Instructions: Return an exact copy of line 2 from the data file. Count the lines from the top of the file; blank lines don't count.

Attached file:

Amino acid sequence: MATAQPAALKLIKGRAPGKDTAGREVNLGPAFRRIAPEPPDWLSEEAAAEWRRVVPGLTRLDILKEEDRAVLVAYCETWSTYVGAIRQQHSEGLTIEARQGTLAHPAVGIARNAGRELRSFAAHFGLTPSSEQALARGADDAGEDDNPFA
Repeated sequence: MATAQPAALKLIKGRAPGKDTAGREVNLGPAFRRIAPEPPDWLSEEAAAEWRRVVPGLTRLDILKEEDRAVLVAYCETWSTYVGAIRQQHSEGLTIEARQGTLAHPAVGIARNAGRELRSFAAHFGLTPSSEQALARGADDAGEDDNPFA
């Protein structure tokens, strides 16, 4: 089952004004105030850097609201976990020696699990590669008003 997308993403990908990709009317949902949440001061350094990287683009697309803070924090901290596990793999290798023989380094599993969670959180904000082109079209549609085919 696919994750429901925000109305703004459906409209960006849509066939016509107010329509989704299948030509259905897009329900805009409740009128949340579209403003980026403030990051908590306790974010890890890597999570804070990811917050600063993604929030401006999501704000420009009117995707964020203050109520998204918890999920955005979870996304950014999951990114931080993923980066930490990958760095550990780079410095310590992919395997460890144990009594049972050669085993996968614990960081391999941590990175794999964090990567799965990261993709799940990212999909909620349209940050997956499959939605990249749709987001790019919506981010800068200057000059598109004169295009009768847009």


Repeated sequence: MATAQPAALKLIKGRAPGKDTAGREVNLGPAFRRIAPEPPDWLSEEAAAEWRRVVPGLTRLDILKEEDRAVLVAYCETWSTYVGAIRQQHSEGLTIEARQGTLAHPAVGIARNAGRELRSFAAHFGLTPSSEQALARGADDAGEDDNPFA